Thin orange wall (slightly friable) followed by crozzly crack, small butch roof, and long cracky/crimpy grey slab. 35m of well-protected fun – 6c+ or 7a, but 3* in anyone’s book and the current front-runner for route-of-the-trip!

Here’s one of the local team topping out at the end of the day

Further left Pena de los Circos was enjoying the evening sun. I got quite a way up the 7a variant of De Caracter Soriano before bailing in the face of crumbly holds, but finished up the excellent parent 6b+ for a really fun 3D conglomerate adventure. Recommended (RHS of picture below). If you look closely you can just about make out a climber on the lower left on Las Asturianas, 7a, which I surprised myself by managing despite it being short and burly.

Sunday was also stonking, despite overnight rain, and we wandered up to the Aguja del Diablo and Pena de los Buitres sectors. Here’s a shot taken in the “Golden Hour” at the end of the day. It’s worth noting that a number of these higher sectors are banned from April through to September for nesting Egyptian Vultures (though you’d have to be pretty brave to want to mess with these rascals who look like they can look after themselves!)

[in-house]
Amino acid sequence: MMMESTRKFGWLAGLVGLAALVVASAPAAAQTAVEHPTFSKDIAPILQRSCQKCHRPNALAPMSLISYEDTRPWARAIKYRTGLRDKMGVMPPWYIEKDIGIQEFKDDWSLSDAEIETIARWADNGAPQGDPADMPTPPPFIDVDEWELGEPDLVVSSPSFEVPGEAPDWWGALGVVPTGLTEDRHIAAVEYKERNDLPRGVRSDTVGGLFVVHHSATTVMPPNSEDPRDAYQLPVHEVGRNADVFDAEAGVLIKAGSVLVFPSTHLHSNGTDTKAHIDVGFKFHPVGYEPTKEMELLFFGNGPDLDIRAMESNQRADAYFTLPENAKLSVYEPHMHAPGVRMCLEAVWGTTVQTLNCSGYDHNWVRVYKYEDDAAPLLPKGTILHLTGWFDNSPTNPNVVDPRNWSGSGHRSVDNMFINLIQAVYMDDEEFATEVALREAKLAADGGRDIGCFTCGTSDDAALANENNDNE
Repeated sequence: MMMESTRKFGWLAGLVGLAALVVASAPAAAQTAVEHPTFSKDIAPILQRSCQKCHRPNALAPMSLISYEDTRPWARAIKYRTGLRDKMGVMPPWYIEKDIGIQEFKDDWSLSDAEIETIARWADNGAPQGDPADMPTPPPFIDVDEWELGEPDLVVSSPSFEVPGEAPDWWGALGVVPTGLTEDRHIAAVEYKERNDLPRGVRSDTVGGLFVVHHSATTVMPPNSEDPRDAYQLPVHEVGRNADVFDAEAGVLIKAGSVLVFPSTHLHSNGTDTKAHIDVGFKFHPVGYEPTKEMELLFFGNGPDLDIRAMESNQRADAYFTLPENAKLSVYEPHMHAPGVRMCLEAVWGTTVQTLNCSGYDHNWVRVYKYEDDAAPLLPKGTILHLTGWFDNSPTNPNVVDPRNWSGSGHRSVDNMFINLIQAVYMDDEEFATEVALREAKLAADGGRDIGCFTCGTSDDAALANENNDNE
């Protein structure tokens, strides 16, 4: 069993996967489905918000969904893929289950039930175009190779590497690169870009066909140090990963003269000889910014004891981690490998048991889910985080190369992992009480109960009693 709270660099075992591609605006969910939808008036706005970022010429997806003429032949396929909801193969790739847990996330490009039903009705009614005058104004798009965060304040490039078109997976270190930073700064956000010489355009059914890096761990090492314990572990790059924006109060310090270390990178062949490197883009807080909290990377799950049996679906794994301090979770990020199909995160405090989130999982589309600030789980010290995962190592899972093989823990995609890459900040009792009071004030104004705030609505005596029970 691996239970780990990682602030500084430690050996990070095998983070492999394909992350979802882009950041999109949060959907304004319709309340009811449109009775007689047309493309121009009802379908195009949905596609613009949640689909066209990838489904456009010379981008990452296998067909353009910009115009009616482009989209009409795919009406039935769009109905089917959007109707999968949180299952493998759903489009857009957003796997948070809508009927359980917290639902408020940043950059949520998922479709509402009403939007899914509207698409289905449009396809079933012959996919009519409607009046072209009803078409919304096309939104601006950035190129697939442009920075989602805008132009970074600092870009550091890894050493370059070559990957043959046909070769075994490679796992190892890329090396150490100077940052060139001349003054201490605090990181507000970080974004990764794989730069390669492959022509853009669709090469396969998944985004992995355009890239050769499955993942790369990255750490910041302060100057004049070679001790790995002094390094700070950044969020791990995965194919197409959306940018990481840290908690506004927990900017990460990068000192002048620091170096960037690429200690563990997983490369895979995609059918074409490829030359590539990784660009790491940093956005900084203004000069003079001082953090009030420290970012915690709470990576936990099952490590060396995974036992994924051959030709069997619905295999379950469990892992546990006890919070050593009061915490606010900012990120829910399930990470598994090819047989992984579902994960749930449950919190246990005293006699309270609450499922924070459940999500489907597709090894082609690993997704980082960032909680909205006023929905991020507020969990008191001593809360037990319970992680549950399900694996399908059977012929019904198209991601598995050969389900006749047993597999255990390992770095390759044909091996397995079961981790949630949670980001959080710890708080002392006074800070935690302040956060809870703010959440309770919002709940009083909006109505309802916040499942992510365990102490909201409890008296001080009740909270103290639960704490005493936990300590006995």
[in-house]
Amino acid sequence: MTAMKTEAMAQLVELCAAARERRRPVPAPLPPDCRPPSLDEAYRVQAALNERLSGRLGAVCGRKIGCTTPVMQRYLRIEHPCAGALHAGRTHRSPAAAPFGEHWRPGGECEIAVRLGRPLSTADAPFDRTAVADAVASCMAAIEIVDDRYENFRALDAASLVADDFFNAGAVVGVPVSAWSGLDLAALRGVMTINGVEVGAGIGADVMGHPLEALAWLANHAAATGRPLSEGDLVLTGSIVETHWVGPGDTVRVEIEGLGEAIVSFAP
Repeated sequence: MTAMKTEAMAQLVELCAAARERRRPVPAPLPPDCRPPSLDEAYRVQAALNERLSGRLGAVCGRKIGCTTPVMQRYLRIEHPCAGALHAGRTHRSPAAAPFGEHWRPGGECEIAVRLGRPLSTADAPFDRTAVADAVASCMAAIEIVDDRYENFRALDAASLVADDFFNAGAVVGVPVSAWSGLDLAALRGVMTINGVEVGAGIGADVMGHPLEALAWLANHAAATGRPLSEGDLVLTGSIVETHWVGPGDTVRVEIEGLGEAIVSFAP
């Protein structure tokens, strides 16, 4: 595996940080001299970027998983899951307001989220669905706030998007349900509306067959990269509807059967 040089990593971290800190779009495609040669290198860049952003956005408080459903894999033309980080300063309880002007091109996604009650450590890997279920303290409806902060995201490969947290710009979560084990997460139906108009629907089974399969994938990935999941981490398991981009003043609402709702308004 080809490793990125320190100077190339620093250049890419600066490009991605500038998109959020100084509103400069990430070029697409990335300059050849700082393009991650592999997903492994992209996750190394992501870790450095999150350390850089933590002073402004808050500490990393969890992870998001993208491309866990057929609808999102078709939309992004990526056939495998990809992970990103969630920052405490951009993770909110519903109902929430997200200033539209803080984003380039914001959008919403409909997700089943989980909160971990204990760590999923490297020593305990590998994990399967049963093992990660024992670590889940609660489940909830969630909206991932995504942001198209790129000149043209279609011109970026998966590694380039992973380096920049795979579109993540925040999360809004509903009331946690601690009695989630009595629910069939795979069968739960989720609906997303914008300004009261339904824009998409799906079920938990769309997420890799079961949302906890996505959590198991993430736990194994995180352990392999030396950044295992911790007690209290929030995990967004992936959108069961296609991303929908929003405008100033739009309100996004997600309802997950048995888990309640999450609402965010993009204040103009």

We started with a two-pitch adventure up Abolafia, 6a, 6a+, which runs the full height of the grey pillar to the right of the huge orange cave of Diablo. Here’s Helen leading the first pitch:

I had a go at one of the 7a+s in the cave itself which I would strongly not recommend – Directissima – overhanging orange crud followed by thin, tufa crozzles.

Further right on the Pena de los Buitres, Helen lead the excellent Badaran, 6a

… and sure enough, a member of the supporting cast put in an appearance right on cue.

The leaning orange tower between these two is Aguja del Collado, and I did a couple of well-bolted 7as on there: Saon de Harimatea and Los 4 Piratas.

By now the weekend throngs had headed home and we had the place to ourselves again, and very much feeling we’d made the most of our visit to the magical place. Perhaps the only minor regret is that we didn’t get to do a route on the stunning pillar of Puente de los Lobos (left of the shot below) which bounds the striking through cave. One of many reasons to make a return trip.

A couple more pointers about the Albergue / Refugio. It’s a municipal establishment, and is open every day apart from Thursdays (not sure how that works if you are staying for a week – worth asking!) They serve breakfast, lunch and dinner including typical Menu del Dia fare of salad, grilled meat and fried potatoes, pudding, beer and a coffee for about a tenner (it seemed rude not to enjoy the hospitality as they wouldn’t take any money for the overnight parking). Chatting to one of the guardians, she told us that she couldn’t remember ever having had any British climbers visiting before. We assured her that we would be back, and not to be surprised if we weren’t the only ones, once the cat’s out of the bag!

If you are planning a visit best also read our first post:

Calcena – a New Addition to our List of Favourite Places